Akumal Bay—the one right in front of town—has a long, slow-curving shoreline, with soft sand shaded by palm trees. The water is beautiful but a bit rocky underfoot, and you should be aware of boat traffic when swimming or snorkeling.
Half Moon Bay also can be nice for swimming and snorkeling, but the shoreline is rocky in some places; consider wearing water shoes to help you ease into the water.
At the mouth of an elbow-shaped lagoon at the north end of Akumal , an endless upwelling of underground river water collides with the tireless flow of seawater—the result is a great place to snorkel, teeming with fish and plants adapted to this unique hybrid environment. Once a secret snorkeler’s getaway, Laguna Yal-Ku (8 a.m.–5:30 p.m. daily, US$9 adult, US$6 child ages 4–12, free age 3 and under, US$15 snorkel gear, US$2 locker) now has a spot in every guidebook and tour group itinerary—come before 10 a.m. or anytime on Sunday for the least traffic. (That, and a shot at snagging a private picnic area [US$20], complete with palapa shade, a table, and chairs, if you want to make a day of it.)
You can snorkel in the lagoon’s broad mouth or up the narrow channel to its source. If possible, use a T-shirt or wetsuit instead of sunscreen—even the biodegradable kind can collect on plants and coral. The lagoon is dotted with various intriguing bronze sculptures by Mexican artist Alejandro Echeverría.
Next to Akumal Dive Shop, the Akumal Ecological Center (CEA, tel. 984/875-9095, www.ceakumal.org , 9 a.m.–1 p.m. and 2–6 p.m. Mon.–Fri.) is a nonprofit founded in 1993 to monitor the health of Akumal’s ecosystems, particularly related to coral and sea turtles. During turtle nesting season (May–July) you can join CEA volunteers on nighttime turtle walks, covering about two kilometers (1.25 miles) of beach, looking for new nests and helping move eggs to protected hatcheries.
From August to October, visitors can help release a batch of hatchlings into the sea (9 p.m. Mon.–Fri.). Stop by the center for more details and to sign up; turtle outings and activities are free, but a US$10 donation is appreciated. The center also has free displays and frequent evening lectures on ocean ecology in the high season.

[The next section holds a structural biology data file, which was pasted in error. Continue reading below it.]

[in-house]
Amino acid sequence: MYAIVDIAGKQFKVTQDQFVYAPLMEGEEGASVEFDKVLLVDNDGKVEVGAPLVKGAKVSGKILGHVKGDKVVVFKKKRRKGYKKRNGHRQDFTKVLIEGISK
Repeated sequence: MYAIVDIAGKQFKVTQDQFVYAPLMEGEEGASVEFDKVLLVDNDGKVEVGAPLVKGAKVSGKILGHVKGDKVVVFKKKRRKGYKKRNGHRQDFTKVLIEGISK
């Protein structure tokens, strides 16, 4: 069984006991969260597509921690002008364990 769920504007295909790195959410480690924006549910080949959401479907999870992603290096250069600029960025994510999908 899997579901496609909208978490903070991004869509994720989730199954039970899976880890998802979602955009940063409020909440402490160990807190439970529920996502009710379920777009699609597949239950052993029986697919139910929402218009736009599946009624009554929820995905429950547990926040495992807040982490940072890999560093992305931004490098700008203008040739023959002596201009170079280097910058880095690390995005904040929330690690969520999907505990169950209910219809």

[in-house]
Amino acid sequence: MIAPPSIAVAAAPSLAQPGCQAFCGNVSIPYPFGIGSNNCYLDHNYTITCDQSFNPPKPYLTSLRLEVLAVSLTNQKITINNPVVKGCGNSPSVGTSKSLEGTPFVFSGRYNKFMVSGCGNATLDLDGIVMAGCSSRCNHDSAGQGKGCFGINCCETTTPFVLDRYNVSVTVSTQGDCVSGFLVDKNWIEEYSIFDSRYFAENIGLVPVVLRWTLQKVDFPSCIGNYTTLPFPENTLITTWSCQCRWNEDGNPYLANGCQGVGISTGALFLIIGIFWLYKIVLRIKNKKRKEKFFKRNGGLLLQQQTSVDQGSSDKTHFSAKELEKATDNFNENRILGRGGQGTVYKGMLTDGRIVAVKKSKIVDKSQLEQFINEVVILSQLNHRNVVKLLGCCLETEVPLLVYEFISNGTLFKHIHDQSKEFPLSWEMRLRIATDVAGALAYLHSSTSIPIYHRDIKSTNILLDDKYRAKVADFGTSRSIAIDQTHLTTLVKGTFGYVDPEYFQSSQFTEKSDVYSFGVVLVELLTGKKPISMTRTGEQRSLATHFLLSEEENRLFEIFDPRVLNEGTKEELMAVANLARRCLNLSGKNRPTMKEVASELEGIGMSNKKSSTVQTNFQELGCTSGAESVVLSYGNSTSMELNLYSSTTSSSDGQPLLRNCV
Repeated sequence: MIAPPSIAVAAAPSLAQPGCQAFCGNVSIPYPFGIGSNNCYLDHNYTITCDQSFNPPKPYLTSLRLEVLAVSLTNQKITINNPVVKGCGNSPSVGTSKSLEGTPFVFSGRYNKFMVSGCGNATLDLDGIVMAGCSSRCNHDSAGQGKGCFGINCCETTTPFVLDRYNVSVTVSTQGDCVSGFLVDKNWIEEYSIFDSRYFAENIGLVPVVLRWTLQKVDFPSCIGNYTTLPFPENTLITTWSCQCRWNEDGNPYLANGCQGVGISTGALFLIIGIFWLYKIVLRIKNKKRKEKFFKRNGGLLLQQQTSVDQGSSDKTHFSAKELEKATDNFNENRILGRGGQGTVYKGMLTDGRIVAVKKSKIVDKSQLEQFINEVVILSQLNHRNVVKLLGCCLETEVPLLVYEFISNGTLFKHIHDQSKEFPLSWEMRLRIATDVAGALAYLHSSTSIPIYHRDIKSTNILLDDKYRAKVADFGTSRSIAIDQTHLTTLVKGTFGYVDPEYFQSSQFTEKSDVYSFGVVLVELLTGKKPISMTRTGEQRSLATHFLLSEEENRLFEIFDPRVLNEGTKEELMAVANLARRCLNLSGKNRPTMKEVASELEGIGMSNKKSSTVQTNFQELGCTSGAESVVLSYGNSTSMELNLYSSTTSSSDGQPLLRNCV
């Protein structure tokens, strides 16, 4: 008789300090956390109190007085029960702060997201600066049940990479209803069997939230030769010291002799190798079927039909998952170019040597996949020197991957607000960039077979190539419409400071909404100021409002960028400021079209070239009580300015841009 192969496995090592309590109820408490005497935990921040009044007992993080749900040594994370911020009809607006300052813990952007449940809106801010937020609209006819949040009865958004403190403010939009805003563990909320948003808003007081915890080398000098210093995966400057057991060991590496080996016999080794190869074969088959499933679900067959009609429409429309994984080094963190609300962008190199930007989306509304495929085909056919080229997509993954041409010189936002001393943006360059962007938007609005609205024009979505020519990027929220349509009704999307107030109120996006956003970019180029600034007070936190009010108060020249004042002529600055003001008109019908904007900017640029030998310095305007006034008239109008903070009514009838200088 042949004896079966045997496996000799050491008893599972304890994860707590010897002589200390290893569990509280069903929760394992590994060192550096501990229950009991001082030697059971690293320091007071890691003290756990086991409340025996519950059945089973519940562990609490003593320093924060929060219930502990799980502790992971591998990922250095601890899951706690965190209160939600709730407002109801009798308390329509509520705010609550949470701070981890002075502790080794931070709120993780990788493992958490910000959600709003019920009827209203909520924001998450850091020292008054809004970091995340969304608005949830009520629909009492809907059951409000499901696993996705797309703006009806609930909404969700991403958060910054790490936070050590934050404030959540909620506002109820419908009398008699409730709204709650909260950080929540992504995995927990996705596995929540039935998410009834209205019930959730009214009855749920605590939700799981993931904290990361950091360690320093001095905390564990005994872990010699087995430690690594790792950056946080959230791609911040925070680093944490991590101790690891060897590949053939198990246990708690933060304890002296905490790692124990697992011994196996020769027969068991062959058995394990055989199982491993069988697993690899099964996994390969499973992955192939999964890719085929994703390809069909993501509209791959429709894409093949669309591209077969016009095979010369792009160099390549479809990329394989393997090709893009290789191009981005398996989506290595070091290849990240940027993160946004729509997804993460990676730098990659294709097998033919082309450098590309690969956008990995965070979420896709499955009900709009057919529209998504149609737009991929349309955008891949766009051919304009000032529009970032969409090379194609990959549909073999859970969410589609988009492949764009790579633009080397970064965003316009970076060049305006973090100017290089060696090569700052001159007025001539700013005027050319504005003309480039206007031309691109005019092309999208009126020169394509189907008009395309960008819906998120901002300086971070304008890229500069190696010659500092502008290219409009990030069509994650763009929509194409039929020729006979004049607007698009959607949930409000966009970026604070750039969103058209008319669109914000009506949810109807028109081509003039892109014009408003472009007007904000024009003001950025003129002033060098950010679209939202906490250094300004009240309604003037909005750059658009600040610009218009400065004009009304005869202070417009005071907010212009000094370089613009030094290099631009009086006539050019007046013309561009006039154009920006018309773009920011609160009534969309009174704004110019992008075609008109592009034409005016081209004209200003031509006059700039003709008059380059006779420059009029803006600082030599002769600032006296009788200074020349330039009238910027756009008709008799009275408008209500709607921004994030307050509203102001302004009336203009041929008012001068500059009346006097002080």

CEA also operates long-term volunteer projects on reef monitoring, sea-turtles monitoring, and environmental education projects. Volunteers stay in the center’s comfortable dorms, with kitchen and Internet access; minimum age is 21, and some fees are required. See the website for details.
Maya for Cave with an Underground River, Aktun Chen (Hwy. 307 Km. 107, tel. 984/806-4962, www.aktunchen.com , 9 a.m.–5 p.m. daily, summer until 7 p.m., last tour one hour before closing, US$26 adult, US$14 child under 10) is certainly that, and more. Admission adds up fast, especially for families, but the experience is definitely memorable. The cave system has a breathtaking array of stalactites and stalagmites, and a 12-meter-deep (40-foot) cenote filled with crystalline water at the end; lighting and a pathway make it accessible to all.
Leaving the cave, you can check out the park’s numerous animal enclosures, with spider monkeys, toucans, and more; there also is a kilometer (0.6 mile) of zip lines, plus a cenote for snorkeling. Tours are offered in English and Spanish and last about 90 minutes. Most hotels offer trips here that include transportation, or you can go independently—look for the turnoff just across from Aventuras Akumal, and continue three kilometers (1.9 miles) to the entrance. Mosquito repellent and a bottle of water are recommended. You’ll encounter the least crowds before 11 a.m. and on weekends.